Chapter 4. Securing a Standalone Red Hat AMQ Container

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The Red Hat AMQ container is secured using JAAS. By defining JAAS realms, you can configure the mechanism used to retrieve user credentials. You can also refine access to the container's administrative interfaces by changing the default roles. Red Hat AMQ runs in an OSGi container that uses the Java Authentication and Authorization Service(JAAS) to perform authorization. Changing the authorization scheme for the container involves defining a new JAAS realm and deploying it into the container.

4.1. Defining JAAS Realms


When defining a JAAS realm in the OSGi container, you cannot put the definitions in a conventional JAAS login configuration file. Instead, the OSGi container uses a special jaas:config element for defining JAAS realms in a blueprint configuration file. The JAAS realms defined in this way are made available to all of the application bundles deployed in the container, making it possible to share the JAAS security infrastructure across the whole container.


The jaas:config element is defined in the namespace. When defining a JAAS realm you will need to include the line shown in Example 4.1, “JAAS Blueprint Namespace”.

Example 4.1. JAAS Blueprint Namespace


Configuring a JAAS realm

The syntax for the jaas:config element is shown in Example 4.2, “Defining a JAAS Realm in Blueprint XML”.

Example 4.2. Defining a JAAS Realm in Blueprint XML

<blueprint xmlns=""

    <jaas:config name="JaasRealmName"
        <jaas:module className="LoginModuleClassName"
        <!-- Can optionally define multiple modules -->

The elements are used as follows:
Defines the JAAS realm. It has the following attributes:
  • name—specifies the name of the JAAS realm.
  • rank—specifies an optional rank for resolving naming conflicts between JAAS realms . When two or more JAAS realms are registered under the same name, the OSGi container always picks the realm instance with the highest rank. If you decide to override the default realm, karaf, you should specify a rank of 100 or more, so that it overrides all of the previously installed karaf realms (in the context of Fabric, you need to override the default ZookeeperLoginModule, which has a rank of 99).
Defines a JAAS login module in the current realm. jaas:module has the following attributes:
  • className—the fully-qualified class name of a JAAS login module. The specified class must be available from the bundle classloader.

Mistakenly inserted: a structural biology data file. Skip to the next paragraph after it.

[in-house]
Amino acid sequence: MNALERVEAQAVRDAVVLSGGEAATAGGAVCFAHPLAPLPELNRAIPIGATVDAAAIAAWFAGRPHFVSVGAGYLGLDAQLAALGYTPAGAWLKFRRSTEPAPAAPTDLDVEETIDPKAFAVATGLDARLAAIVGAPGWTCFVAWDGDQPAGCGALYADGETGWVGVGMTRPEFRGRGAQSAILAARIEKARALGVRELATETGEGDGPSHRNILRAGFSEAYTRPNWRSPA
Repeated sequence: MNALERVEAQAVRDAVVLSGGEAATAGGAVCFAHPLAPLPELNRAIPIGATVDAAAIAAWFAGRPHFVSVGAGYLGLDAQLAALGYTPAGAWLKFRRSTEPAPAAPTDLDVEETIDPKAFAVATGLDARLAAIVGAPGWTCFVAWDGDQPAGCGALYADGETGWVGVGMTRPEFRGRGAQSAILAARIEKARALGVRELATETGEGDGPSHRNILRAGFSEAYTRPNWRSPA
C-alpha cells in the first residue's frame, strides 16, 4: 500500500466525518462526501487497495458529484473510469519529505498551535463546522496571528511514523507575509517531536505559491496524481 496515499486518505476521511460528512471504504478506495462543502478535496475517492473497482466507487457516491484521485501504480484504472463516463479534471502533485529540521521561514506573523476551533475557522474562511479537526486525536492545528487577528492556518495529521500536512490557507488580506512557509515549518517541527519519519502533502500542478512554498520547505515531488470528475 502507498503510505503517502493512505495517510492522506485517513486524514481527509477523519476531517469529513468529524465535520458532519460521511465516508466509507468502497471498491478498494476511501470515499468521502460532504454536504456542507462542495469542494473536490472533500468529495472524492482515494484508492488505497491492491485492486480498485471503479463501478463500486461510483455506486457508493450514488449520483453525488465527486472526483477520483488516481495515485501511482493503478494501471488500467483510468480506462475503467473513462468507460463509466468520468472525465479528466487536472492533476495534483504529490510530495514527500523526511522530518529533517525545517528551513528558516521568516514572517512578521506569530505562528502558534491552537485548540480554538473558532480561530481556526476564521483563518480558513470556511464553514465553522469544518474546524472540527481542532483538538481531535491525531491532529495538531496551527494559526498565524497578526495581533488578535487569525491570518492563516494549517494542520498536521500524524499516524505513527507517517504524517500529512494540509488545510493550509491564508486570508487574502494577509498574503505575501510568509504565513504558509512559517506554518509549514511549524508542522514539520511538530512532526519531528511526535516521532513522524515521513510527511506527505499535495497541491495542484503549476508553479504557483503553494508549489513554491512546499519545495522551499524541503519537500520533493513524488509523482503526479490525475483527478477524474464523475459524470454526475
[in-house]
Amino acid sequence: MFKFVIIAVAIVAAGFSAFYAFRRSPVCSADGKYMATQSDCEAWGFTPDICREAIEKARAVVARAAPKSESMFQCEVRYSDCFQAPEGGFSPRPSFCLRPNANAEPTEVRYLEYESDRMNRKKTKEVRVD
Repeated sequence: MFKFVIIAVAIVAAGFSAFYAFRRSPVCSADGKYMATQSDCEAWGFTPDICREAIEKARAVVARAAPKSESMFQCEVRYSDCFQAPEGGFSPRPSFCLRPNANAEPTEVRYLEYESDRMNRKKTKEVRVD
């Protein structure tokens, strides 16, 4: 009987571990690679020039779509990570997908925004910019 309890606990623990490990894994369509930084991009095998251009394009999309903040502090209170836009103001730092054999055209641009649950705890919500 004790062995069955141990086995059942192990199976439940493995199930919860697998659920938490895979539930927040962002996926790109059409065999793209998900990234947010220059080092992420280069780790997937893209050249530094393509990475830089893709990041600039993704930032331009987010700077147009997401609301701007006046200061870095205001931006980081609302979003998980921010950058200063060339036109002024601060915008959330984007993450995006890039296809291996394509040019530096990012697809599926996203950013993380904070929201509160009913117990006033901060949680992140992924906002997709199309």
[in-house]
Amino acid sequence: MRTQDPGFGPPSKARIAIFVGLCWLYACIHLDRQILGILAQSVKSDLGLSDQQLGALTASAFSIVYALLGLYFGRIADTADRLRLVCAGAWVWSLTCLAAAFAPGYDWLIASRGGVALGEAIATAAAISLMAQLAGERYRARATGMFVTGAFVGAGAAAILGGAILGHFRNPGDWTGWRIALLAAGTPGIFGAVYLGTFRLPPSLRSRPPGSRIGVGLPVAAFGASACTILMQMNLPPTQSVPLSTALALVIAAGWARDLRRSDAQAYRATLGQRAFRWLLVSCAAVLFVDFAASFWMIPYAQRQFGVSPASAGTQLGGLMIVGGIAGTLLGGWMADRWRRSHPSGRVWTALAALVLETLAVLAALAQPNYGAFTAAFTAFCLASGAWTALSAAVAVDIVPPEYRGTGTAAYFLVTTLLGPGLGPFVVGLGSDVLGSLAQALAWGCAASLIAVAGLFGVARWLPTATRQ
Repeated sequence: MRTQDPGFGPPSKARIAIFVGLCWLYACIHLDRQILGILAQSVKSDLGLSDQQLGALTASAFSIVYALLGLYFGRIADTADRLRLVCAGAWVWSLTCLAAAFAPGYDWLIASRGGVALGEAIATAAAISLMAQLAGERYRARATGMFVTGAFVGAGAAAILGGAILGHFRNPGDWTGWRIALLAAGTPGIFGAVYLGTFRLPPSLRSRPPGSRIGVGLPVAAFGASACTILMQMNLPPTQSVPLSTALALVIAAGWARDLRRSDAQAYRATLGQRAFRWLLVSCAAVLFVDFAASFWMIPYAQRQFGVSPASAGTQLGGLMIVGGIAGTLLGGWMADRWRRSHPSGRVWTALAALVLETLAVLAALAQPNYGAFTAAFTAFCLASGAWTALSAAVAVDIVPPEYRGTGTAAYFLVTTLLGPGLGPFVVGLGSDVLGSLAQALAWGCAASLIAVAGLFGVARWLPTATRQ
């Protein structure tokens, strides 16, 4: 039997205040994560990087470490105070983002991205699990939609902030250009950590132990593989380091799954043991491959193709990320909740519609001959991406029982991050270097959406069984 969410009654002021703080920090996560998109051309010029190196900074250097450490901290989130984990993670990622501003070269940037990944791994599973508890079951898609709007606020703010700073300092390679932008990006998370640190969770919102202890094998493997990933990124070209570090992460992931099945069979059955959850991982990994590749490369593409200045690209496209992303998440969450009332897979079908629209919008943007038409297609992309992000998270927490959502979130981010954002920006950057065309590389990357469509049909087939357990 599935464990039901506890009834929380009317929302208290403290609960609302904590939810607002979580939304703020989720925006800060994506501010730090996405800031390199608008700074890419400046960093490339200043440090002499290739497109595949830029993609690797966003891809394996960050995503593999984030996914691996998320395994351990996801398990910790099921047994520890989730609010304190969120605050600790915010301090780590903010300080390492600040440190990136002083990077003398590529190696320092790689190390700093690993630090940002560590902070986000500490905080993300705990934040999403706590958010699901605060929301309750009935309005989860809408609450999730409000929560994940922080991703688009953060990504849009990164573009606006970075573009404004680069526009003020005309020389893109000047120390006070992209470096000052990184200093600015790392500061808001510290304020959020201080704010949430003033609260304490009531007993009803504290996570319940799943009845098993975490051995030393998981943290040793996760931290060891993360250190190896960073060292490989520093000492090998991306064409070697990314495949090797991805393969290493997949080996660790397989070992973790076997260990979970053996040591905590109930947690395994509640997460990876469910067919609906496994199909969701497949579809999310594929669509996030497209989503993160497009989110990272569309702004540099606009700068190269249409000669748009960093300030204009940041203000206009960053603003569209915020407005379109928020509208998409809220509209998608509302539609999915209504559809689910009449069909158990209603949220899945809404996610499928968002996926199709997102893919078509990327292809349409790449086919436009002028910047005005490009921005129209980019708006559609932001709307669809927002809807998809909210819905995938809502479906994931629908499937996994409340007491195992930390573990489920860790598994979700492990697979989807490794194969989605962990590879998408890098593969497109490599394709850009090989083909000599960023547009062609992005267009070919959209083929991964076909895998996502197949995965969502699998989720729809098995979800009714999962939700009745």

• flags—determines what happens upon success or failure of the login operation. Table 4.1, “Flags for Defining a JAAS Module” describes the valid values.
    Table 4.1. Flags for Defining a JAAS Module
    requiredAuthentication of this login module must succeed. Always proceed to the next login module in this entry, irrespective of success or failure.
    requisiteAuthentication of this login module must succeed. If success, proceed to the next login module; if failure, return immediately without processing the remaining login modules.
    sufficientAuthentication of this login module is not required to succeed. If success, return immediately without processing the remaining login modules; if failure, proceed to the next login module.
    optionalAuthentication of this login module is not required to succeed. Always proceed to the next login module in this entry, irrespective of success or failure.
The contents of a jaas:module element is a space separated list of property settings, which are used to initialize the JAAS login module instance. The specific properties are determined by the JAAS login module and must be put into the proper format.
You can define multiple login modules in a realm.

Converting standard JAAS login properties to XML

Red Hat AMQ uses the same properties as a standard Java login configuration file, however Red Hat AMQ requires that they are specified slightly differently. To see how the Red Hat AMQ approach to defining JAAS realms compares with the standard Java login configuration file approach, consider how to convert the login configuration shown in Example 4.3, “Standard JAAS Properties”, which defines the PropertiesLogin realm using the Red Hat AMQ properties login module class, PropertiesLoginModule:

Example 4.3. Standard JAAS Properties

PropertiesLogin {
    org.apache.activemq.jaas.PropertiesLoginModule required"""";
The equivalent JAAS realm definition, using the jaas:config element in a blueprint file, is shown in Example 4.4, “Blueprint JAAS Properties”.

Example 4.4. Blueprint JAAS Properties

<blueprint xmlns=""

  <jaas:config name="PropertiesLogin">
    <jaas:module flags="required" 

You do not use double quotes for JAAS properties in the blueprint configuration.


Red Hat AMQ also provides an adapter that enables you to store JAAS authentication data in an X.500 server. Example 4.5, “Configuring a JAAS Realm” defines the LDAPLogin realm to use Red Hat AMQ's LDAPLoginModule class, which connects to the LDAP server located at ldap://localhost:10389.

Example 4.5. Configuring a JAAS Realm

<?xml version="1.0" encoding="UTF-8"?>
<blueprint xmlns=""

  <jaas:config name="LDAPLogin" rank="200">
    <jaas:module flags="required" 
        connection.url = ldap://localhost:10389
        user.base.dn = ou=users,ou=system
        user.filter = (uid=%u) = true
        role.base.dn = ou=users,ou=system
        role.filter = (uid=%u) = ou = true
        authentication = simple
For a detailed description and example of using the LDAP login module, see ???.
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